Surviving an Ungrateful Holiday Season - Kate Bowler

Stanley Tucci: Simple Pleasures. Small Joys.

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Surviving an Ungrateful Holiday Season

Being together for family holidays when things have not been okay in your world can be, well, not awesome.

Absences and heartbreaks are more pronounced. Loss and struggle get sugar-coated or momentarily forgotten. You end up fighting out of discomfort or grief. Your mother may want to flip through 237 pictures of the sister you just lost, while seeing her face might be too hard for you.

You want to be together. You want to be anywhere else.

How can you be present when most of the situation makes you want to hide?

My advice:

Say ‘yes’ to whatever is life-giving.

Accept invitations for gatherings you know will lift your spirit, even if that means driving 8 hours to see your best friend or going to see “The Nutcracker” alone.

Weigh which parties, mall photos, 5-hour cookie decorating marathons are joyful for you and which are merely to satisfy other people. There is likely a balance to be found (and don’t feel bad about not answering all 87 daily FaceTime calls from Aunt Ethel. Maybe you can give her a ring when you’re stuck in traffic).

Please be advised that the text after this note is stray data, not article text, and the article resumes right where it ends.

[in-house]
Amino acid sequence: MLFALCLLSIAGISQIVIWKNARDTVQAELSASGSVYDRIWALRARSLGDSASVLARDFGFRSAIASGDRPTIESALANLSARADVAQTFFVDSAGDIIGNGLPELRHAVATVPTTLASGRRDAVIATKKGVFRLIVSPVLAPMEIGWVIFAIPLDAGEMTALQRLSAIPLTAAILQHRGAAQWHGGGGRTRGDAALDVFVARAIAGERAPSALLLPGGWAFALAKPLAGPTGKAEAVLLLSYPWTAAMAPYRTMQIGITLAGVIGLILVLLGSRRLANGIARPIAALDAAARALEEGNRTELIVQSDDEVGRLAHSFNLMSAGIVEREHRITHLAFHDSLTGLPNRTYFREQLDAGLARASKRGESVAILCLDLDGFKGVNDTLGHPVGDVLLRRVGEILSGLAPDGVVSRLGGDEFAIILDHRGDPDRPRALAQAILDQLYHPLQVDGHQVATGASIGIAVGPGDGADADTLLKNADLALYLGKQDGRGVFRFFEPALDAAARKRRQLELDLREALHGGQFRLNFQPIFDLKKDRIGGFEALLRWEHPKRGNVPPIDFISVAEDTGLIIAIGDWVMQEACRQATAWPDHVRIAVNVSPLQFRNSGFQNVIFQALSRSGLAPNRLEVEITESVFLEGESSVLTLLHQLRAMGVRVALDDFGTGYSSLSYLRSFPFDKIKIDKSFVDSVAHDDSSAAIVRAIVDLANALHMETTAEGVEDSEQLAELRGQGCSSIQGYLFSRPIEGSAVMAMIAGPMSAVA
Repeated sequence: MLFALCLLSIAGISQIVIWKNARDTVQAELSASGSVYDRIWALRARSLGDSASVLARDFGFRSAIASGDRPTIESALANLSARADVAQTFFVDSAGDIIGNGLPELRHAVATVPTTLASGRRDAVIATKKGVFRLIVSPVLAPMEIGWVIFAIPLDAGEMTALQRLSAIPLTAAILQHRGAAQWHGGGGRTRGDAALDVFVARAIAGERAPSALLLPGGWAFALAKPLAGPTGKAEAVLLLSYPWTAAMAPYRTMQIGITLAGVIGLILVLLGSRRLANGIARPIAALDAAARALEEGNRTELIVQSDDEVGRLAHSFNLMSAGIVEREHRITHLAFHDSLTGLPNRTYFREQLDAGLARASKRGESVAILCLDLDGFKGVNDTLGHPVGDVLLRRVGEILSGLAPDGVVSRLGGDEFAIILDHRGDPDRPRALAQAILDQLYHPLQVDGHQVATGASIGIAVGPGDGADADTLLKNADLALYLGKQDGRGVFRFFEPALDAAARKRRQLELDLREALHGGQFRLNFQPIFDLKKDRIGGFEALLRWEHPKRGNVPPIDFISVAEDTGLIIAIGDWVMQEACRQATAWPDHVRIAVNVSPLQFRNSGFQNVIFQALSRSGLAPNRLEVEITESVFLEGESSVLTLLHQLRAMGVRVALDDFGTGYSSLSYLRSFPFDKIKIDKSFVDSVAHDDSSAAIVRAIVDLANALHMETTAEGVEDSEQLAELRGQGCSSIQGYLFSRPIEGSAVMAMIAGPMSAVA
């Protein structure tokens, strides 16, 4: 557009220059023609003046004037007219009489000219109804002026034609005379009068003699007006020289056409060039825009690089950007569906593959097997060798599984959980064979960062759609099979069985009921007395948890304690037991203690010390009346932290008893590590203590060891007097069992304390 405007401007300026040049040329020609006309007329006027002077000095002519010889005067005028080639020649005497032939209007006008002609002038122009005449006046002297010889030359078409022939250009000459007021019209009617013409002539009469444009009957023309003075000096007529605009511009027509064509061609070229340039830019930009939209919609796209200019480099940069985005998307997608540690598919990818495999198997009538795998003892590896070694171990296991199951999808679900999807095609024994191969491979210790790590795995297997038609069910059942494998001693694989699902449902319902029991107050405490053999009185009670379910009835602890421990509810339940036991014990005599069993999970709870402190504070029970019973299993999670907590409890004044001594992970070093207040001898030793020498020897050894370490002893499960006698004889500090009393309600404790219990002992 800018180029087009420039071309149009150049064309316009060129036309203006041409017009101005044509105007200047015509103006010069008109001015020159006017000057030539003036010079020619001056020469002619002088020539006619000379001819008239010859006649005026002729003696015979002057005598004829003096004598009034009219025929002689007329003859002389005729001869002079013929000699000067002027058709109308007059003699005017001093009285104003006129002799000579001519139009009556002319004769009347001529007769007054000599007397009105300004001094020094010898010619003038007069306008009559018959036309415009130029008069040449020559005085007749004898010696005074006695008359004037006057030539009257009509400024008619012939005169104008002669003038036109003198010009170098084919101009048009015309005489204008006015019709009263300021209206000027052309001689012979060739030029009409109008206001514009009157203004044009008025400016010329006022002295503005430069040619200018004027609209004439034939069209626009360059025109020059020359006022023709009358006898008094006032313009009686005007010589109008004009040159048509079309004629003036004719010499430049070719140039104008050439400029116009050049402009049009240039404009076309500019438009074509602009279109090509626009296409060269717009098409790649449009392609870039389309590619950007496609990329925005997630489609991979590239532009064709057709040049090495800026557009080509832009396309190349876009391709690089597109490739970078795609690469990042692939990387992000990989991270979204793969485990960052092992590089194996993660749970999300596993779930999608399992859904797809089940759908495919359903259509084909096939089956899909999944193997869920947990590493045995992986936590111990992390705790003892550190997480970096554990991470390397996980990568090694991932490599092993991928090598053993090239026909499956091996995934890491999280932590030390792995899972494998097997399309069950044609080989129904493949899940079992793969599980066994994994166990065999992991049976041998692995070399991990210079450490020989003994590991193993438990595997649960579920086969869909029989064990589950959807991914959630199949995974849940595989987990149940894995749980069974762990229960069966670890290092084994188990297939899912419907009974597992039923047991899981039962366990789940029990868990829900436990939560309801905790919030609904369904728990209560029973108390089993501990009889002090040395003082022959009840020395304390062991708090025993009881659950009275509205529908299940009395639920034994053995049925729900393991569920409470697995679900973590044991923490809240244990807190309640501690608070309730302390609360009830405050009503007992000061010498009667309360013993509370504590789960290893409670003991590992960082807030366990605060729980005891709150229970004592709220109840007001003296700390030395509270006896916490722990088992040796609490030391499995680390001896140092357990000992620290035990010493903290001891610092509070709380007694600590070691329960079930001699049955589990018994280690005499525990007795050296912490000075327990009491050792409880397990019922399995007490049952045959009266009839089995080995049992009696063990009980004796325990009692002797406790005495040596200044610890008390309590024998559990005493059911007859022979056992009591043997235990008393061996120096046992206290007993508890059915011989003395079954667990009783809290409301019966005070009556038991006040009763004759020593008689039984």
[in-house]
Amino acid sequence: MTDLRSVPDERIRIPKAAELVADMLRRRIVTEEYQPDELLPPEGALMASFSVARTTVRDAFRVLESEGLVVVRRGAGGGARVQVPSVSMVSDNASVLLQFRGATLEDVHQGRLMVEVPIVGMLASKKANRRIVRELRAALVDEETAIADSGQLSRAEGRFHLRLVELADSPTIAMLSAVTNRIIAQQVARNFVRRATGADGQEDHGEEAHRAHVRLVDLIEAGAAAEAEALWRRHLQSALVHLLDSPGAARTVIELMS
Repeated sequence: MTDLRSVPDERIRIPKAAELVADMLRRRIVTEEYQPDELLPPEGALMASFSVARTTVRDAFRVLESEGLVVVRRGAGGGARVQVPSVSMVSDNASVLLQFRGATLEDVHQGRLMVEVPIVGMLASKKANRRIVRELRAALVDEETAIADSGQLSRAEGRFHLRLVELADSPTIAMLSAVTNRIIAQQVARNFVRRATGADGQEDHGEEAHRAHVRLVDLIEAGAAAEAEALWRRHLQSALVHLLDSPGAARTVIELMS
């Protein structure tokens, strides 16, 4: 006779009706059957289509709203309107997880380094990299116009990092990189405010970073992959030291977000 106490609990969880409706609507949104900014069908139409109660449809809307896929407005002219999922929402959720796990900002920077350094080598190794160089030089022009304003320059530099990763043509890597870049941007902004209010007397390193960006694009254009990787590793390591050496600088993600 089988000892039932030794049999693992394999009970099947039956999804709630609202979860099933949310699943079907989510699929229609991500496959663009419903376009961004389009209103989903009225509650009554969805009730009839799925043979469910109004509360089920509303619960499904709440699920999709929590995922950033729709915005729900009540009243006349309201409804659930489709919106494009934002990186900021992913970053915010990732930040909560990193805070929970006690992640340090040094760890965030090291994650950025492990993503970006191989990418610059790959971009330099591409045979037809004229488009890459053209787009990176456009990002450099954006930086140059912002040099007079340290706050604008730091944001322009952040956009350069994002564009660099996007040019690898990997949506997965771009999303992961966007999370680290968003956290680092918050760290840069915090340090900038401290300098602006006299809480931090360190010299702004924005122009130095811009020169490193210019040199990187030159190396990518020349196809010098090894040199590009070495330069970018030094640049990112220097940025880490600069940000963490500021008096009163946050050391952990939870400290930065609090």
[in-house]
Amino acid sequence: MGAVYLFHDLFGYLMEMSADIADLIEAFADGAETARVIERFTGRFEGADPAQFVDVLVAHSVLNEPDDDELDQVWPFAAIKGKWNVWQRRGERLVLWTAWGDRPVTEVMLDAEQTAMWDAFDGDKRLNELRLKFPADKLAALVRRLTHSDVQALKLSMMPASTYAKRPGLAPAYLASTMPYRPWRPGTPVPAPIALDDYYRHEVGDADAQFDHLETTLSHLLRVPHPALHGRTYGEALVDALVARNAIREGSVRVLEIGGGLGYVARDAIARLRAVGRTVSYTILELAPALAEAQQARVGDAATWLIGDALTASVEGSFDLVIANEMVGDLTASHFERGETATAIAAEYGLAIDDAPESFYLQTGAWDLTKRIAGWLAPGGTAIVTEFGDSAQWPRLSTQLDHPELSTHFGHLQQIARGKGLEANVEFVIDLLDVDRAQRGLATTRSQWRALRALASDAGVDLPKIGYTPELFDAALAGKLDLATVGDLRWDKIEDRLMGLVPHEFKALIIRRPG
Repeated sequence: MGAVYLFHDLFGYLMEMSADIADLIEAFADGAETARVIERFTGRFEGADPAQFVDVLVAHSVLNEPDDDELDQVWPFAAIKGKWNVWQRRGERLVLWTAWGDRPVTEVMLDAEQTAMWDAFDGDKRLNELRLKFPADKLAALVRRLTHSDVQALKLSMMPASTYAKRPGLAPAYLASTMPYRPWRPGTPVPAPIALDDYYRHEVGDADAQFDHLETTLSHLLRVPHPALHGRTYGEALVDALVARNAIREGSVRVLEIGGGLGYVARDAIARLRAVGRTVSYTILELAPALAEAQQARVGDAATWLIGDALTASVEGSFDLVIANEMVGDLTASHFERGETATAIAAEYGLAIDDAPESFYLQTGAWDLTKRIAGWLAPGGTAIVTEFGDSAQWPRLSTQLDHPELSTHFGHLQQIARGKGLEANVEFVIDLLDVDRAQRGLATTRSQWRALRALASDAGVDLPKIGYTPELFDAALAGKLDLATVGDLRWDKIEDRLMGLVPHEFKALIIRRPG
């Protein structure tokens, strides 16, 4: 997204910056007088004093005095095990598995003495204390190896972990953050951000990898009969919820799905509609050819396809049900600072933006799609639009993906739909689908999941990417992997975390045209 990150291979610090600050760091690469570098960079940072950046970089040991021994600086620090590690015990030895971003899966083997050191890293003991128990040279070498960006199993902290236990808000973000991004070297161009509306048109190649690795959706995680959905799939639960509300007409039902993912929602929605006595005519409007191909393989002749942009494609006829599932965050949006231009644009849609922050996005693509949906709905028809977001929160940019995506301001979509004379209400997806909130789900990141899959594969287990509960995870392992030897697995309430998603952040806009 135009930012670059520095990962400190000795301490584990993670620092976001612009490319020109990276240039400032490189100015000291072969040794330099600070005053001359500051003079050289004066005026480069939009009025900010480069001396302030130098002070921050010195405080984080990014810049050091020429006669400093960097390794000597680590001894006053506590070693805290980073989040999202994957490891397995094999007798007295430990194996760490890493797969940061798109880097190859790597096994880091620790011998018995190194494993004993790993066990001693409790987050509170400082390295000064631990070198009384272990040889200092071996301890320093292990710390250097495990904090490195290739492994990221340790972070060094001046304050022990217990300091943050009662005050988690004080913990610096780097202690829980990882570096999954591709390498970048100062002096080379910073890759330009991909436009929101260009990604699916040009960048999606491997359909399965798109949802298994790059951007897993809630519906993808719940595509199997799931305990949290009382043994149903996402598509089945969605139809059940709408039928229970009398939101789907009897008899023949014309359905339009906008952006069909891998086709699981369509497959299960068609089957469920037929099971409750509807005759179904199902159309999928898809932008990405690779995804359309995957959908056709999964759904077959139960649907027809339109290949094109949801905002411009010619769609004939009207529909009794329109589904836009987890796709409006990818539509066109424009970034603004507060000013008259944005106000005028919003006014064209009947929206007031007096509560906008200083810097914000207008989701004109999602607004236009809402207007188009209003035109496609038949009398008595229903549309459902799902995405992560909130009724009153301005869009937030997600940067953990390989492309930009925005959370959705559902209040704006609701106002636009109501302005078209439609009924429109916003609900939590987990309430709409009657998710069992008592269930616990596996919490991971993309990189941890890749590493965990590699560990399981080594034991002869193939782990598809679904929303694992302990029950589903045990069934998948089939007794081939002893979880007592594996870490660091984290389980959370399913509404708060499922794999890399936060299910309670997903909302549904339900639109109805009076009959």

Give yourself some grace and permission to Not Be Okay. While Grandma’s pumpkin pie might be yummy for the tummy, it won’t necessarily fix everything. When things are terrible, that pie might taste better than normal or feel like dust in your mouth. Both are ok.

It is okay to leave early. Some seasons in life require more rest. The holiday season can be packed with long evenings. Don’t be shy about your need for extra recuperation (it’s bad enough to go through a terrible time – no need to add bags under your eyes).

You are the author of your own narrative. You can’t control what other people say or think, but you can control the conversation you contribute. Some of my favorite responses to “Tough year, huh? How are you?” are: 1) “Terrible, thanks for asking!” 2) “What makes you think that?” *sips wine pointedly* or 3) “Kind of you to ask, but I’d much rather hear about your [new job, child, roller derby hobby, conspiracy theory].” You don’t owe anyone your Narrative of Horrible.

That said, seek out the family members you wish lived closer to you and chat up a storm. When in doubt, go for the kids. I’ve found that younger humans are much more eager to talk dinosaurs or Disney Channel than disease or divorce.


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